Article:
A man has been sentenced to five months in jail over selling fake tickets for a concert put on by popular local boy band Mirror.

West Kowloon Magistrates' Courts
West Kowloon Law Courts Building. Photo: Candice Chau/HKFP.

So Lok-lam, 20, appeared in front of Magistrate Amy Chan at West Kowloon Magistrates’ Courts on Tuesday. He pleaded guilty to one charge of attempting to obtain property by deception and one charge of possessing a false instrument.

According to details of the case, the victim saw a social media post advertising two tickets to a Mirror concert for HK$10,000, The Witness reported. She arranged to meet So at Cheung Sha Wan MTR station on May 8 and took HK$10,000 in cash for the trade.

When she was handed the envelope containing the tickets, she found it surprisingly light and, after checking the tickets inside, she suspected them of being fakes. She questioned So, who snatched the HK$6,500 that she was holding and fled.

Passersby managed to catch So and call the police. Officers found HK$6,000 in cash and four tickets in his possession.

Kelvin Yeung Chris Sun Vincent Liu mirror Hong Kong Coliseum
An advertisement for popular boy band Mirror outside the Hong Kong Coliseum. Photo: Lea Mok/HKFP.

The defence said in court that So committed the crime because he wanted to make money and satisfy his girlfriend’s urge to shop. There was also no evidence to suggest that So had made the fake tickets, the defence added.

A premeditated act

When handing down the five-month sentence, Chan said that the defendant had planned the act beforehand and exploited people’s desire to attend the concert to commit the crime.

So had previously served time in jail, completing his sentence in January, Chan said, meaning he had re-offended within five months of his release.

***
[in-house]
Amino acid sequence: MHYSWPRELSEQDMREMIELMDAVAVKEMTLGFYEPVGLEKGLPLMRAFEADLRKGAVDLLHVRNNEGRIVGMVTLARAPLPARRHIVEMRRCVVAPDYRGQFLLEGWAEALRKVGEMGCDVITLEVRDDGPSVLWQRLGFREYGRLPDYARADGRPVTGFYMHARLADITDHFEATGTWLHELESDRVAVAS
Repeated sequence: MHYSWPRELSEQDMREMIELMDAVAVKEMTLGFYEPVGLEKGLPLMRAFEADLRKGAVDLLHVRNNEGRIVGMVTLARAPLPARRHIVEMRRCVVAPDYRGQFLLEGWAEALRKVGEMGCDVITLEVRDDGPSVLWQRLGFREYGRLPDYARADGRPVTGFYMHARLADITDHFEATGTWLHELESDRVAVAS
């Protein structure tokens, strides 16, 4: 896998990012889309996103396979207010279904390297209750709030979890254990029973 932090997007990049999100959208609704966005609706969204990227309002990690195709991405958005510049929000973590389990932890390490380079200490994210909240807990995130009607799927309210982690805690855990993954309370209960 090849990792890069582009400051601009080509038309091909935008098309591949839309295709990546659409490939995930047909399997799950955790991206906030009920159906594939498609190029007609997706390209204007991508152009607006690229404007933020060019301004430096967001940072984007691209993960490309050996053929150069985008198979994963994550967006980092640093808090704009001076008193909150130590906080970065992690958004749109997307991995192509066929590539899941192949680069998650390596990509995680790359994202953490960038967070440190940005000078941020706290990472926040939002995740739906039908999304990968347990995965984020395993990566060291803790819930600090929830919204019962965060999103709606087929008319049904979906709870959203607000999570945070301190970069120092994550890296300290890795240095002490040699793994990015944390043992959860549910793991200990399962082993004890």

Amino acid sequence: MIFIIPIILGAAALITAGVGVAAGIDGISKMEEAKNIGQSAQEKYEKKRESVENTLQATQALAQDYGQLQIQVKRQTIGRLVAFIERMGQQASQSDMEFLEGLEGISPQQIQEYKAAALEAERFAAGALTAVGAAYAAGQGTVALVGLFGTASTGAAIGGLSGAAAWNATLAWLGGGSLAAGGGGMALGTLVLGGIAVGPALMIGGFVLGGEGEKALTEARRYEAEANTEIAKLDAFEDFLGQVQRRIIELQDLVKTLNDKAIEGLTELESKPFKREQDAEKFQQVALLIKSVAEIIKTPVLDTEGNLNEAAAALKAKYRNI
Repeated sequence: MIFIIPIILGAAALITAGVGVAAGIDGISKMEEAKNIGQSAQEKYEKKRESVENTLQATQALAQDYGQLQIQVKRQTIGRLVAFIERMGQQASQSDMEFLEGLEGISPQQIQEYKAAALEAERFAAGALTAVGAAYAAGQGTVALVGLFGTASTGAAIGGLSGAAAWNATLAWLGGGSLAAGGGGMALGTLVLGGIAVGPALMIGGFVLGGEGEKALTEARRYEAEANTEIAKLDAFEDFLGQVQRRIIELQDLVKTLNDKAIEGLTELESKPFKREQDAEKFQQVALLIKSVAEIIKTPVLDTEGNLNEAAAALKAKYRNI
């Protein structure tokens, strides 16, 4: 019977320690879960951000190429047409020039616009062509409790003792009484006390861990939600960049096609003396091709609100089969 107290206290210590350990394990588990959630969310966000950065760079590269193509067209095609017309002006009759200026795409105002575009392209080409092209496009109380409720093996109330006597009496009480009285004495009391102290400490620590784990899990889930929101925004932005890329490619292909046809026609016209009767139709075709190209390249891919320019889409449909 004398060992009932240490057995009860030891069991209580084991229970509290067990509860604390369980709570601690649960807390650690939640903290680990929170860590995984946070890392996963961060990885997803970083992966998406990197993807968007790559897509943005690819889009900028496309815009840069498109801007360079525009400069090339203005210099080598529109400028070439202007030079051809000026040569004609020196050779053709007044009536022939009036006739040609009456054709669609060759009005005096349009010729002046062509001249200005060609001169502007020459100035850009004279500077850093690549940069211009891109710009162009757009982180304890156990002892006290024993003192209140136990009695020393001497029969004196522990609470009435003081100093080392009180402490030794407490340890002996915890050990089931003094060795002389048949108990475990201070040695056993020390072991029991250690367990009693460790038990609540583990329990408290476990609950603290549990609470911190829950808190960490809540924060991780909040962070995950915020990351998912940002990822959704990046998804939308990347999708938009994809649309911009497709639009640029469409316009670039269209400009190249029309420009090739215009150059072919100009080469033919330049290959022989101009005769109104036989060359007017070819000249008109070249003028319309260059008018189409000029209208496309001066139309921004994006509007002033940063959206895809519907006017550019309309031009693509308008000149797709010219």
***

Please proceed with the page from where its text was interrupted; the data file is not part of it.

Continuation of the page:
She set the starting point of his sentence as seven and a half months. Taking his guilty plea into account, Chan deducted the term to five months.

Mirror members
Mirror members performing together. File photo: Supplied.

Tickets for Mirror’s series of 12 shows at the Hong Kong Coliseum – seen as one of the city’s most prestigious performance venues – went on sale in May, with fans waiting hours online to secure seats.

In an attempt to combat scalpers, authorities introduced real-name registration for ticket sales, requiring concertgoers’ identities to be provided during the purchasing process.

The concerts, which began on July 25, were suspended after the group’s fourth show, during which a dancer, Li Kai-yin, was critically injured when a giant screen that fell on him.

An investigation into the accident is ongoing. Li remains in a critical condition as of Tuesday, RTHK reported, but his vital signs are stable.

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Hillary has an interest in social issues and politics. Previously, she reported on Asia broadly - including on Hong Kong's 2019 protests - for TIME Magazine and covered local news at Coconuts Hong Kong.